If we have free will, and the Divine is awaiting our next move, I hope that we decide to save lives that we have the power to save. Some part of most of us must know that distancing desks, mandating masks to six-year-olds, and staggering schedules is equivalent to setting a room on fire because we think it will clean up spilled water. Yes, action is being taken, but the place is now burning. Sometimes doing less is the answer. We need to clean up the mess in the correct fashion, not create more devastation and chaos. 

I pray that this 9th day of the month of Av will not consist of actions that lead to an outcome that will be added to the list of tragedies surrounding this day. Let’s be smart, and protect and love one another.



Talmudic Realities Underline My Points

What Is the Talmud? Definition and Comprehensive Guide - How and ...

While reading some Talmudic and Aggadic writings, I came across a section from Pirkei Avot that I simply could not ignore. Now, for those not familiar, Pirkei Avot, (meaning “Ethics of our Fathers”) is a section of the Mishnah, which is the first text of the oral Jewish law. The writings of Pirkei Avot are mostly aggadic, and do not contain halakha (or law). What we have in this Jewish text are the thoughts and ideas in the collective consciousness of the rabbis at the time of the Mishnah. These writings would be dated around the beginning of the Common Era. We are talking about thoughts from the great rabbinic minds of approximately 2,000 years ago. It might be easy to write off such mature texts as antiquated or obsolete. The question becomes–does human nature ever truly change? 

Let’s look at Pirkei Avot 5:7

According to this chapter and verse, there exist seven characteristics in a person whose mind is imperfectly developed, and seven in a person who is wise. What are the seven characteristics of one who is wise? According to the rabbis:

  1. A wise man does not speak before one who is greater than he in wisdom.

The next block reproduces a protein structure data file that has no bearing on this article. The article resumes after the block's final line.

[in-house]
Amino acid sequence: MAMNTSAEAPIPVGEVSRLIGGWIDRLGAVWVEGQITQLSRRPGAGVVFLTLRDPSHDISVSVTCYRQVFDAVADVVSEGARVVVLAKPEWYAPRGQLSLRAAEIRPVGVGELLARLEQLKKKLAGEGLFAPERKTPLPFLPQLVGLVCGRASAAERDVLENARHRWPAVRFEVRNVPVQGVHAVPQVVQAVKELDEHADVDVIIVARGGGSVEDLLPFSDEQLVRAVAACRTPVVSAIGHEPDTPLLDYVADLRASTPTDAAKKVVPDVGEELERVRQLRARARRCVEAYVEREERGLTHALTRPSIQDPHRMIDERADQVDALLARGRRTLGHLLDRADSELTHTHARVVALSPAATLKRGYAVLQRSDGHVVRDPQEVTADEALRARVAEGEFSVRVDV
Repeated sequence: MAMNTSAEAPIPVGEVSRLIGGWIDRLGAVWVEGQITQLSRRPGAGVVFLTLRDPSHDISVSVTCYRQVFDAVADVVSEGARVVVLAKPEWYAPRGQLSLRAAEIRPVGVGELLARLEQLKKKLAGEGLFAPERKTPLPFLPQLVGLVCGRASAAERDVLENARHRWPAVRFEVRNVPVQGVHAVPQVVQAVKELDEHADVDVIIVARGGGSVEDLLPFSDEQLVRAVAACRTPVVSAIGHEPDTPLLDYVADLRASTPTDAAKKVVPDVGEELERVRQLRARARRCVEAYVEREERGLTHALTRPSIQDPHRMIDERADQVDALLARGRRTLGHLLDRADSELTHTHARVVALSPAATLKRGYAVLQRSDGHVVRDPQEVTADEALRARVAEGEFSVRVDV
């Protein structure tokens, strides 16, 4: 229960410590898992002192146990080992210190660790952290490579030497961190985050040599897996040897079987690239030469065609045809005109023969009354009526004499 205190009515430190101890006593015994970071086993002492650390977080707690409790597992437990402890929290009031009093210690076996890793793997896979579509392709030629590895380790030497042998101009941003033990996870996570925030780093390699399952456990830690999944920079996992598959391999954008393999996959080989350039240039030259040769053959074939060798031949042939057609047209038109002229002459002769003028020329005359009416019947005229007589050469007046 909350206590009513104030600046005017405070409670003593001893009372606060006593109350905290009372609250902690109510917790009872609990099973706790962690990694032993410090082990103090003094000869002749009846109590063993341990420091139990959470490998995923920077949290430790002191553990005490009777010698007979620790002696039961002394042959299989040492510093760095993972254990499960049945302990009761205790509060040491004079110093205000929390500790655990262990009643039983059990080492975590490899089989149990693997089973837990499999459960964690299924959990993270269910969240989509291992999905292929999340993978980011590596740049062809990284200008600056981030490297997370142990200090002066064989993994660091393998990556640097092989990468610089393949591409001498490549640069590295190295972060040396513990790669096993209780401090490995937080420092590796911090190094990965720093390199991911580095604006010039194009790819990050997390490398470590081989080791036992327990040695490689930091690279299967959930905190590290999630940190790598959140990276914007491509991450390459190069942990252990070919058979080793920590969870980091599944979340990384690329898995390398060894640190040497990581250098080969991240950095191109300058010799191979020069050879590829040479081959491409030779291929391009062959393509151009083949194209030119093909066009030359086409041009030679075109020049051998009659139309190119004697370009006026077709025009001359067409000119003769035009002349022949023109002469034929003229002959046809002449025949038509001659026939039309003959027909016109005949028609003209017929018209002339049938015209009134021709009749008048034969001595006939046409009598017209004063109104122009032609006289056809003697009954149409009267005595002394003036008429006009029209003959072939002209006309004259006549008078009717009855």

2. A wise man does not break in on the words of his fellow.
  3. A wise man is not hasty to answer.
  4. A wise man asks what is relevant and answers what is appropriate.
  5. A wise man speaks on the first point first and on the last point last.
  6. A wise man says of that which he has not heard: “I have not heard it.” 
  7. A wise man acknowledges the truth.

I do realize that I utilized the words “wise man.” I used “man” as opposed to “person” because this verse catalyzed a visceral reaction in me as it relates to one particular man. I am confident that by the time you are finished reading, I will not have been mistaken when thinking that it was unnecessary to even type his name on the page. 

It is not a secret that our country is sick and in need of r’fuah sh’leimah, or a complete healing. As the global pandemic continues to ravage the citizens of our nation, we are also at a time of reckoning in terms of this country’s long-surviving systemic racism. While it would be unfair to expect any one human being to possess the capacity to single-handedly fix the multitude of issues and injustices of this country–it does not seem as if anyone is asking for such prolificness. What am I asking for?